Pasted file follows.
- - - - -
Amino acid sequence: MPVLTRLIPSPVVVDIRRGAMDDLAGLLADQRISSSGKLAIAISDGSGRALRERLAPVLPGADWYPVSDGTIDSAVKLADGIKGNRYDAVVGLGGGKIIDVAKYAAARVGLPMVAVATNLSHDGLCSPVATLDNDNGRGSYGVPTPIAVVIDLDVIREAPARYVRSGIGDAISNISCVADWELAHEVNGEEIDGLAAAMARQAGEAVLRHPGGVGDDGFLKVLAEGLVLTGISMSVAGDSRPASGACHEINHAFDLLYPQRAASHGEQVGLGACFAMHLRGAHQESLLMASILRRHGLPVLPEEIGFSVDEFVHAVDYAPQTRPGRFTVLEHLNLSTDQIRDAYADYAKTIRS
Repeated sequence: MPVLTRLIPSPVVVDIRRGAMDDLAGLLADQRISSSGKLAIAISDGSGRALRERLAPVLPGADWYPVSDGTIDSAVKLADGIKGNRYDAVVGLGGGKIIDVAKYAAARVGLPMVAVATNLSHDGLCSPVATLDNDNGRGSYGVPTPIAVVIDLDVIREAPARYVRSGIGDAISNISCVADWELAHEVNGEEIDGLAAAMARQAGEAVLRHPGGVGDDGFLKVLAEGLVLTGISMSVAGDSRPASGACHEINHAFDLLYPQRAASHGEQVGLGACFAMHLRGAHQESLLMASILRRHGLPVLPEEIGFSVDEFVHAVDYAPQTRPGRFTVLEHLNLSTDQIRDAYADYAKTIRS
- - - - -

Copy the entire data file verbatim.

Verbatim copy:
Amino acid sequence: MPVLTRLIPSPVVVDIRRGAMDDLAGLLADQRISSSGKLAIAISDGSGRALRERLAPVLPGADWYPVSDGTIDSAVKLADGIKGNRYDAVVGLGGGKIIDVAKYAAARVGLPMVAVATNLSHDGLCSPVATLDNDNGRGSYGVPTPIAVVIDLDVIREAPARYVRSGIGDAISNISCVADWELAHEVNGEEIDGLAAAMARQAGEAVLRHPGGVGDDGFLKVLAEGLVLTGISMSVAGDSRPASGACHEINHAFDLLYPQRAASHGEQVGLGACFAMHLRGAHQESLLMASILRRHGLPVLPEEIGFSVDEFVHAVDYAPQTRPGRFTVLEHLNLSTDQIRDAYADYAKTIRS
Repeated sequence: MPVLTRLIPSPVVVDIRRGAMDDLAGLLADQRISSSGKLAIAISDGSGRALRERLAPVLPGADWYPVSDGTIDSAVKLADGIKGNRYDAVVGLGGGKIIDVAKYAAARVGLPMVAVATNLSHDGLCSPVATLDNDNGRGSYGVPTPIAVVIDLDVIREAPARYVRSGIGDAISNISCVADWELAHEVNGEEIDGLAAAMARQAGEAVLRHPGGVGDDGFLKVLAEGLVLTGISMSVAGDSRPASGACHEINHAFDLLYPQRAASHGEQVGLGACFAMHLRGAHQESLLMASILRRHGLPVLPEEIGFSVDEFVHAVDYAPQTRPGRFTVLEHLNLSTDQIRDAYADYAKTIRS